The Federal Reserve released a redesigned $100 bill on Tuesday that incorporates a number of new security features designed to discourage counterfeiting and to help consumers and businesses determine whether a bill is genuine.
“The new design incorporates security features that make it easier to authenticate, but harder to replicate,” Federal Reserve Board Governor Jerome H. Powell said. “As the new note transitions into daily transactions, the user-friendly security features will allow the public to more easily verify its authenticity.”
The newly redesigned note is the result of a decade-long effort by the Federal Reserve, U.S. Treasury, Bureau of Engraving and Printing and Secret Service to address counterfeiting.
The new $100 bill includes a blue 3D security ribbon with images of 100s and bells and a color-changing bell in an inkwell, as well as retained features such as the watermark, making it easier for the public to determine whether or not a bill is counterfeit.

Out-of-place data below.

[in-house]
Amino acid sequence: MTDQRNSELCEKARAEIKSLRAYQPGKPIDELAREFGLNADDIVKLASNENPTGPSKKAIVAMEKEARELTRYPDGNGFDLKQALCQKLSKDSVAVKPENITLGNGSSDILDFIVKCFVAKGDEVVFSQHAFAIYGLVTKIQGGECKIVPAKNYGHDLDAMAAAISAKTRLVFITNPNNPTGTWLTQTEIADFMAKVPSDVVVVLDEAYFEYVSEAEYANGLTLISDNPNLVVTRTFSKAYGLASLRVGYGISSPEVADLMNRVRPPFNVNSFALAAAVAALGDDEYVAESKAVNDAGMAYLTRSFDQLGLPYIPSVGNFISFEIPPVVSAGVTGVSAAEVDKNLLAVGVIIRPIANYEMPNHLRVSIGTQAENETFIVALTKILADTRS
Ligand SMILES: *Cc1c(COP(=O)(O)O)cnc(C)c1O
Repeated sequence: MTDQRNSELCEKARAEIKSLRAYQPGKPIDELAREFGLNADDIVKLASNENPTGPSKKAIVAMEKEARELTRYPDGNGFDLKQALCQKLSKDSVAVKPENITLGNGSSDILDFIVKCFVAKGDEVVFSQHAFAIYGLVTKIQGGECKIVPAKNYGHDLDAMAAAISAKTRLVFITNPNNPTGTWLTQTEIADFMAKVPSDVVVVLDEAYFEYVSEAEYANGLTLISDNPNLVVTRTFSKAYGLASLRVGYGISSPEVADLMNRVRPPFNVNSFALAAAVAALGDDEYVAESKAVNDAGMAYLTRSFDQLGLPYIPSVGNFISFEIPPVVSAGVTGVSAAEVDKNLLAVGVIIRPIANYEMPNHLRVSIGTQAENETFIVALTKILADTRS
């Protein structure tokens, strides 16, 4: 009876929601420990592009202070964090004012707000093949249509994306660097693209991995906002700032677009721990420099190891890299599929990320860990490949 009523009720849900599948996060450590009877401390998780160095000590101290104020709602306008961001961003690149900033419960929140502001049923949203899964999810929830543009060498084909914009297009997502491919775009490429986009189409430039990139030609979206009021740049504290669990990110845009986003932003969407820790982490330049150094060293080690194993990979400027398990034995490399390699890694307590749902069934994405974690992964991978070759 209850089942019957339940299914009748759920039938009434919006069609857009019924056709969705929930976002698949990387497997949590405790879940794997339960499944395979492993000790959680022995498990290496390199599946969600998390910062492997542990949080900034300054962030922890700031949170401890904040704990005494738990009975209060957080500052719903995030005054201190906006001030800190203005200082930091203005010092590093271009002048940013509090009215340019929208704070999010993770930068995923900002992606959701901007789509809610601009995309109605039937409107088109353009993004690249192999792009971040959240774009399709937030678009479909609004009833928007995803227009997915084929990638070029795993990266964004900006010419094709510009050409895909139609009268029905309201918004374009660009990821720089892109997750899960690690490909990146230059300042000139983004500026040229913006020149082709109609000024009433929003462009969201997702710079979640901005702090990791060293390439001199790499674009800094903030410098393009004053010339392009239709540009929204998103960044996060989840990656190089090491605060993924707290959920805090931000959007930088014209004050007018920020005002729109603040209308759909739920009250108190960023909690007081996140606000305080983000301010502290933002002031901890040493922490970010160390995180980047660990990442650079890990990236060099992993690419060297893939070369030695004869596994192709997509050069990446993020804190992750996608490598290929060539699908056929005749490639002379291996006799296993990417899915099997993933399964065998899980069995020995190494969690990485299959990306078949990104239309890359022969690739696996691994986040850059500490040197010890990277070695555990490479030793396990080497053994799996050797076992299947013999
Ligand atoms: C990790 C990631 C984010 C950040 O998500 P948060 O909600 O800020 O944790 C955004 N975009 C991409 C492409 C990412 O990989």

“It’s what we consider the most sophisticated U.S. bank note ever released into circulation,” Paul Graham of the Miami Branch of the Federal Reserve Bank of Atlanta said, according to CBS Miami.
Production problems delayed printing of the new bills for two years, after which time $3.5 billion worth of bills were printed at a cost of 12.8 cents each, approximately five cents more than the last issue.